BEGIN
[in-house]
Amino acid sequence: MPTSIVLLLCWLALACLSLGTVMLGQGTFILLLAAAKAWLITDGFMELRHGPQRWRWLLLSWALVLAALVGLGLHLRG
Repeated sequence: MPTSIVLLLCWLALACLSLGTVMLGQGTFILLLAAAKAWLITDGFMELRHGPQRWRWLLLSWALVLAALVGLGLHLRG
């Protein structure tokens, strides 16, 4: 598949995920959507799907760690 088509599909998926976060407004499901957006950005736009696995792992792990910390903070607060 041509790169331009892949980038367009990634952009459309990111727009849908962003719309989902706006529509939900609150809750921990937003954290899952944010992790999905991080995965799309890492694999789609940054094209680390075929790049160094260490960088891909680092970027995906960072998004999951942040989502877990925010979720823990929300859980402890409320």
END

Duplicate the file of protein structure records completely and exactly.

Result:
[in-house]
Amino acid sequence: MPTSIVLLLCWLALACLSLGTVMLGQGTFILLLAAAKAWLITDGFMELRHGPQRWRWLLLSWALVLAALVGLGLHLRG
Repeated sequence: MPTSIVLLLCWLALACLSLGTVMLGQGTFILLLAAAKAWLITDGFMELRHGPQRWRWLLLSWALVLAALVGLGLHLRG
């Protein structure tokens, strides 16, 4: 598949995920959507799907760690 088509599909998926976060407004499901957006950005736009696995792992792990910390903070607060 041509790169331009892949980038367009990634952009459309990111727009849908962003719309989902706006529509939900609150809750921990937003954290899952944010992790999905991080995965799309890492694999789609940054094209680390075929790049160094260490960088891909680092970027995906960072998004999951942040989502877990925010979720823990929300859980402890409320």